The 2014 World Penguin day activities in Russia include a photo exhibit and flash mob event, in addition to the launch of the AOA petition.  In China, an online campaign was launched featuring a video and new Weixin circle. In Norway, activities included an evening reception with a penguin expert and Antarctic photographer, in addition to launching the new AOA petition.  In Japan, a photo exhibition and street performance was held to mark world penguin day, in addition to a seminar being held.  In the EU, Commissioner Maria Damanaki produced an opinion piece and blog story to mark world penguin day and reiterate call for marine protection.  In Brussels, a penguin photocall was held outside the European commission. In the UK, a group of penguin-enthusiasts submitted images and videos of their group snowboarding in penguin suits, in the Alps.

“World penguin day is a great opportunity to speak out in support of protecting the Southern Ocean, which contains some of the most pristine waters on the planet and supports one of the Earth’s most important food webs,” said head of WWF’s Antarctic and Southern Oceans Initiative Bob Zuur. “These waters are home not only to penguins but also to the blue whale, Earth’s largest living creature, as well as humpback whales, penguins, seals, and krill.”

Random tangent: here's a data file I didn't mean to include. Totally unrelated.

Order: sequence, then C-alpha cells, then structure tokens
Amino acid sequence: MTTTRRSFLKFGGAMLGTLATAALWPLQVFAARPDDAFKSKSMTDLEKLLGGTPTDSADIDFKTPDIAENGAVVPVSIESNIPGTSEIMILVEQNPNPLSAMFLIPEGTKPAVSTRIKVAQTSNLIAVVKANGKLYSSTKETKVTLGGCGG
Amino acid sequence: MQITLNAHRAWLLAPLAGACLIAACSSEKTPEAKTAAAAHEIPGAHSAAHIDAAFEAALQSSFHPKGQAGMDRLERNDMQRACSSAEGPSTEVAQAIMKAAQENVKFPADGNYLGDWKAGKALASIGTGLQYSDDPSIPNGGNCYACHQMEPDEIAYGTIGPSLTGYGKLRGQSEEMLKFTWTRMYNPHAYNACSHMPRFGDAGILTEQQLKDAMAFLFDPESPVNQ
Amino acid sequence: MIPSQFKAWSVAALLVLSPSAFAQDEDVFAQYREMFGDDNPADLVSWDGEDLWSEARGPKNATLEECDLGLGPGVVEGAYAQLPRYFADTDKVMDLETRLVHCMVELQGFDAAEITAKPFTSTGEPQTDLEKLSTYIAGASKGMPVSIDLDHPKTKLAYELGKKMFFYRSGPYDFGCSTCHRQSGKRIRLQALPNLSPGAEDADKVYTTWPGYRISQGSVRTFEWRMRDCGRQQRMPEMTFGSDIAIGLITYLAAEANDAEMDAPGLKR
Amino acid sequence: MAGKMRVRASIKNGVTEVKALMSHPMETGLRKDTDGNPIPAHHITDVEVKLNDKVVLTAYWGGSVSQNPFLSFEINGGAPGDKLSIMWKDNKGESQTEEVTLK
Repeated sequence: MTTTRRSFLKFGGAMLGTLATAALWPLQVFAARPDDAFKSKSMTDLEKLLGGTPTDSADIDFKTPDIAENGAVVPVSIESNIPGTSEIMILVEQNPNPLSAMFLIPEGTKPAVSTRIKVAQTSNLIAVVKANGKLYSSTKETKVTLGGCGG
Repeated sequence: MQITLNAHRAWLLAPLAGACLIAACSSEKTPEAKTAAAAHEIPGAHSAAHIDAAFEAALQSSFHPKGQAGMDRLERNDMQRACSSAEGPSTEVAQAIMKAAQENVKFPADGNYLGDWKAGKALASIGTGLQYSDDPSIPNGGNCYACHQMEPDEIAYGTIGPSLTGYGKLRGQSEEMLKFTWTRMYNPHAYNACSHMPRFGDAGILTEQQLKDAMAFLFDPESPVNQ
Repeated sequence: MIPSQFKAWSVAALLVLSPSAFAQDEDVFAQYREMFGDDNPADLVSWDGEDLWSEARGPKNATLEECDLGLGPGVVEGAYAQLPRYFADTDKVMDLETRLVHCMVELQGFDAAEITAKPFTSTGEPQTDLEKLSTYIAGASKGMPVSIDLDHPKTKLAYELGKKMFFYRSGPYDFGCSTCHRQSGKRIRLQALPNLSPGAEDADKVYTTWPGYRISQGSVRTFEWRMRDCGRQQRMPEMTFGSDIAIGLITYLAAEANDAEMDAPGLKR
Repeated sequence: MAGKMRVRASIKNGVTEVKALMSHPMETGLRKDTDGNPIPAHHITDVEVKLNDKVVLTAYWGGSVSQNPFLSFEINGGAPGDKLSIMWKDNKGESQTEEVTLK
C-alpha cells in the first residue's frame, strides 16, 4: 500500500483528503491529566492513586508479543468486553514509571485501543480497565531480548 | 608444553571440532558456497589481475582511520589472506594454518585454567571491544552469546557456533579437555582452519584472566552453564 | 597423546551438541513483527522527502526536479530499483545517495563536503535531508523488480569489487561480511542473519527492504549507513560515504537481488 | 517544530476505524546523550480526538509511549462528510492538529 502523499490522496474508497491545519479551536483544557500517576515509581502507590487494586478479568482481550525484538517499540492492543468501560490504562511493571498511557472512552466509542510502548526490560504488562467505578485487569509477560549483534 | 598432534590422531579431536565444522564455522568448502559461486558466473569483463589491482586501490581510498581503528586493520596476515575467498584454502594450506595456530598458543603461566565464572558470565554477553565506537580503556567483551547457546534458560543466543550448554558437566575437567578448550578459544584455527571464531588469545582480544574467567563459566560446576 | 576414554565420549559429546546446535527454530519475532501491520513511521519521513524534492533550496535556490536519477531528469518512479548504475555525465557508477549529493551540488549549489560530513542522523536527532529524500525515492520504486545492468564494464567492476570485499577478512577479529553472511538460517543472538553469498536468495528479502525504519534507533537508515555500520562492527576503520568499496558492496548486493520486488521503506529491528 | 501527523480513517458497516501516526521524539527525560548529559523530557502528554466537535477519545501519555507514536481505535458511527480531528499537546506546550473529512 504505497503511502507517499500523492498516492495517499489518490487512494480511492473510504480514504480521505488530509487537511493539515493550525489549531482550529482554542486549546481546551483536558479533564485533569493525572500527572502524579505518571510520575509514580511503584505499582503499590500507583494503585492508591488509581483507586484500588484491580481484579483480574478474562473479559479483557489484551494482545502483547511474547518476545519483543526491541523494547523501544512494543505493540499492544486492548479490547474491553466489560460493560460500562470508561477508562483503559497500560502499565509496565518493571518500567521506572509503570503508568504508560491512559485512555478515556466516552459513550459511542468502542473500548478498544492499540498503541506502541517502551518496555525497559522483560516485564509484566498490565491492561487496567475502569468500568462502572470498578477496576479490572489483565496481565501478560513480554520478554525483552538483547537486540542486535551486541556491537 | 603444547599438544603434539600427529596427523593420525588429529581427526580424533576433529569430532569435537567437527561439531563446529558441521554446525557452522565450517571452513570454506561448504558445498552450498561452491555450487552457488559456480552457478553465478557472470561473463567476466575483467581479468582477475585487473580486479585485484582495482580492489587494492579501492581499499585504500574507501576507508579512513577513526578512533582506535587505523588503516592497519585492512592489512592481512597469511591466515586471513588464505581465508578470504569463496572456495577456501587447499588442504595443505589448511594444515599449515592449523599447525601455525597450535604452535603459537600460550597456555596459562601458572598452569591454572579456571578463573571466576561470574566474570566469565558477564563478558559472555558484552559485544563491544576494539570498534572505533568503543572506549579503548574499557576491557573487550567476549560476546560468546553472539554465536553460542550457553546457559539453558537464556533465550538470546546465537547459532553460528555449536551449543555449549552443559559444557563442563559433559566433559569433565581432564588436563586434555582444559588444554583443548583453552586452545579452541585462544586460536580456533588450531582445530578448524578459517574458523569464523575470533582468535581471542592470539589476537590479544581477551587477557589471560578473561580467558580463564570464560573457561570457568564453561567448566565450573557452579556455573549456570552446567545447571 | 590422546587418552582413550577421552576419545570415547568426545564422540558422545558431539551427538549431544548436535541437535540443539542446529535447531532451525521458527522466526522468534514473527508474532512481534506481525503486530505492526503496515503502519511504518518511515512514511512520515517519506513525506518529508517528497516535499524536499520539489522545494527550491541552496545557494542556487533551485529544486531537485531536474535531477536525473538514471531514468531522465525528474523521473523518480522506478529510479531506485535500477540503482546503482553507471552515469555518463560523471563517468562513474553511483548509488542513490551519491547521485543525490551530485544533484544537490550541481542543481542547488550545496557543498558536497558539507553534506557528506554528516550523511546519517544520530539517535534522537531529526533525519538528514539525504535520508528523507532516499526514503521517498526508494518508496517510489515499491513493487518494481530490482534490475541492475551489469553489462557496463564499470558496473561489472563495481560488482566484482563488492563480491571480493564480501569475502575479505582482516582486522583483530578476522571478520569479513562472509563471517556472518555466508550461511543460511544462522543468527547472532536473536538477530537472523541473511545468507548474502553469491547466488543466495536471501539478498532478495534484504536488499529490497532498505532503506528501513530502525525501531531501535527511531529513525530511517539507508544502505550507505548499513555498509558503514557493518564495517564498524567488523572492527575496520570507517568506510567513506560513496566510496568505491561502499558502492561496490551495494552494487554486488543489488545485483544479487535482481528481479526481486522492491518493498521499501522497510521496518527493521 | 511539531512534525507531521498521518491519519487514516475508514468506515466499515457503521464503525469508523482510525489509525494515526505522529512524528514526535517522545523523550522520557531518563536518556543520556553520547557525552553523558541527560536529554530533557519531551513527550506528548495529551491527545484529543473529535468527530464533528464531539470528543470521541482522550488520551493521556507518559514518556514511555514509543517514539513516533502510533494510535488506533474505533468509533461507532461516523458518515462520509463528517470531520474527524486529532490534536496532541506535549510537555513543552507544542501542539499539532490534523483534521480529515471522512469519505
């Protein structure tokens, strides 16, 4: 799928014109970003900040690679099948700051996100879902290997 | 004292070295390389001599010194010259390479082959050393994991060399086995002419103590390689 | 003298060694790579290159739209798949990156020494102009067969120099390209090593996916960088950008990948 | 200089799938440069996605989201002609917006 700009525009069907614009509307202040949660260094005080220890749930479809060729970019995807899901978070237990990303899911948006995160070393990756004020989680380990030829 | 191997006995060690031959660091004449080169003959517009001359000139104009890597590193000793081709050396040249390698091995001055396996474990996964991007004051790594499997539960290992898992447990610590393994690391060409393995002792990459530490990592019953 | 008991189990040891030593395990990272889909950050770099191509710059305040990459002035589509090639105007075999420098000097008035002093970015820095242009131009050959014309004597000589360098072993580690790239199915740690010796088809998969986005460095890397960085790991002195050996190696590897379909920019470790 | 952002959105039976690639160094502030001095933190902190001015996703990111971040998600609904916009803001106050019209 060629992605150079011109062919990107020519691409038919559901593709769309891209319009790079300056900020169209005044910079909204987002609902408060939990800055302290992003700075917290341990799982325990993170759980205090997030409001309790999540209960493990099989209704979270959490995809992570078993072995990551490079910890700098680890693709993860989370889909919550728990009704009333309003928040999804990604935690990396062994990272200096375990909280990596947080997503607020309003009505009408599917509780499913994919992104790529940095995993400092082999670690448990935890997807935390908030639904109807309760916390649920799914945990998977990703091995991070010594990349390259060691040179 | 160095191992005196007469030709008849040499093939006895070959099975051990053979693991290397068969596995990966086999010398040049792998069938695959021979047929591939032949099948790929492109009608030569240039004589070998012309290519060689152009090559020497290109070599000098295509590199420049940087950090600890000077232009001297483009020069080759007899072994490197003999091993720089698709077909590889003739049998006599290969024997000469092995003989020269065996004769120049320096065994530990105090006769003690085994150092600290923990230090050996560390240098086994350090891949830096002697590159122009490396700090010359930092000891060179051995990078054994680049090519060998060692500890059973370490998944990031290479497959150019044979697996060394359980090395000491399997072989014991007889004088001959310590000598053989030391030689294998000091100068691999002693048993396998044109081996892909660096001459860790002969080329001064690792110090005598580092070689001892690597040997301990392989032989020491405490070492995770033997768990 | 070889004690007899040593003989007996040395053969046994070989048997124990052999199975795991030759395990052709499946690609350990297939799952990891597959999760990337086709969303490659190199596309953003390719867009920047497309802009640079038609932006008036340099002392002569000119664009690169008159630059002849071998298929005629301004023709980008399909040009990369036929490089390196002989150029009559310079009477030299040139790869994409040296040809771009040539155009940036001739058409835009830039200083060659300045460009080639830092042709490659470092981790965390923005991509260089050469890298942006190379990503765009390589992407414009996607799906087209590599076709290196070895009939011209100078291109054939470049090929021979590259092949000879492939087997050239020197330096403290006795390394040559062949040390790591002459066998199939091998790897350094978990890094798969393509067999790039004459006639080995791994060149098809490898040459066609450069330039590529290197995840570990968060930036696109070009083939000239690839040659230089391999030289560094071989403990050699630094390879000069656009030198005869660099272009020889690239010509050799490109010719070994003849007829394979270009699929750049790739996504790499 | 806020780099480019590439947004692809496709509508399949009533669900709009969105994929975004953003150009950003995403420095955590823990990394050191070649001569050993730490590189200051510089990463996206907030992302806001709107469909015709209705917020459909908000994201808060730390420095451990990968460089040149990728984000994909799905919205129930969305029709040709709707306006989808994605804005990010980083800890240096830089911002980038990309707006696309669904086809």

The southernmost extent of Adélie penguin habitat is the Ross Sea, where 38% of the world’s population resides. Krill are a major food source for many of Ross Sea’s unique species including minke whales, Adélie and Emperor penguins, crabeater seals and silverfish. Keeping complex food webs in the southern ocean intact and adopting lasting protection measures will mean these unique habitats remain unharmed.